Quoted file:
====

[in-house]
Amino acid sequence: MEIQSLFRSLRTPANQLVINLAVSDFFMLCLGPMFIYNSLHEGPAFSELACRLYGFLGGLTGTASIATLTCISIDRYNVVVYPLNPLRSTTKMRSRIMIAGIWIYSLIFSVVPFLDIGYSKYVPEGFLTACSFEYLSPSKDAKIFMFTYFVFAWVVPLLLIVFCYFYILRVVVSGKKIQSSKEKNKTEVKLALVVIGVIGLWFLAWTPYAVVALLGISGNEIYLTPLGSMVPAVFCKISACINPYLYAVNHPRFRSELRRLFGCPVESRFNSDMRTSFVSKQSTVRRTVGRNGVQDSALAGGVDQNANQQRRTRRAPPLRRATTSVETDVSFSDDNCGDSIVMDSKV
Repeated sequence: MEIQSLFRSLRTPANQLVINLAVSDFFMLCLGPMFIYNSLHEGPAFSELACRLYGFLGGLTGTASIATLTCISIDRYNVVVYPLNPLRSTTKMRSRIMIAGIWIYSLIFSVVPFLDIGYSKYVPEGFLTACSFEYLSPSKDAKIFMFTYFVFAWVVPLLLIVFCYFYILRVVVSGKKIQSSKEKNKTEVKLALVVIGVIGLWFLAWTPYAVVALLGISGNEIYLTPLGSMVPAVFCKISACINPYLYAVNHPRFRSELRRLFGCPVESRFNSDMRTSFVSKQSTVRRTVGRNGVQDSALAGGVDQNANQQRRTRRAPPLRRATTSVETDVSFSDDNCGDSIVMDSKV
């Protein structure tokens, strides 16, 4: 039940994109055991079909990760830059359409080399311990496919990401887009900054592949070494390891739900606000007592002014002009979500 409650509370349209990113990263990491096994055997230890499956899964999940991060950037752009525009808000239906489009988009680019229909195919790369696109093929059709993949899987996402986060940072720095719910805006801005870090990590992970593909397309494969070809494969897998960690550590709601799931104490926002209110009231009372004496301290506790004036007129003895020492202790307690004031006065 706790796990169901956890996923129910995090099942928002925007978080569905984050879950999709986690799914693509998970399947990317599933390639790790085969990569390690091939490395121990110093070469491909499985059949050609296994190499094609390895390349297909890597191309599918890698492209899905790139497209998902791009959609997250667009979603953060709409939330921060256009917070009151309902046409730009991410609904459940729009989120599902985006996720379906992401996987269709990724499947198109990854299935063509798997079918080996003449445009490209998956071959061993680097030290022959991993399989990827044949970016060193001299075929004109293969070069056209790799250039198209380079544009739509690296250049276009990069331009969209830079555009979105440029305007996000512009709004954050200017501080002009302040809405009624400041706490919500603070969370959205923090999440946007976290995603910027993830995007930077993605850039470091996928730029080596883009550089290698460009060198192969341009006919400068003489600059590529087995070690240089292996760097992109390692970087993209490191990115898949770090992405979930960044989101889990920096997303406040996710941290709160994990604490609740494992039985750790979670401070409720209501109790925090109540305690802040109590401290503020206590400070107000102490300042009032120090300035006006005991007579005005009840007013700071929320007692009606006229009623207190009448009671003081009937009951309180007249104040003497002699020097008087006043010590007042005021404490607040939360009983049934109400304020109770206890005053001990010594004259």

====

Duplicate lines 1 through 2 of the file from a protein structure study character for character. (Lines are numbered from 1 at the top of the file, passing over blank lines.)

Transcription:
[in-house]
Amino acid sequence: MEIQSLFRSLRTPANQLVINLAVSDFFMLCLGPMFIYNSLHEGPAFSELACRLYGFLGGLTGTASIATLTCISIDRYNVVVYPLNPLRSTTKMRSRIMIAGIWIYSLIFSVVPFLDIGYSKYVPEGFLTACSFEYLSPSKDAKIFMFTYFVFAWVVPLLLIVFCYFYILRVVVSGKKIQSSKEKNKTEVKLALVVIGVIGLWFLAWTPYAVVALLGISGNEIYLTPLGSMVPAVFCKISACINPYLYAVNHPRFRSELRRLFGCPVESRFNSDMRTSFVSKQSTVRRTVGRNGVQDSALAGGVDQNANQQRRTRRAPPLRRATTSVETDVSFSDDNCGDSIVMDSKV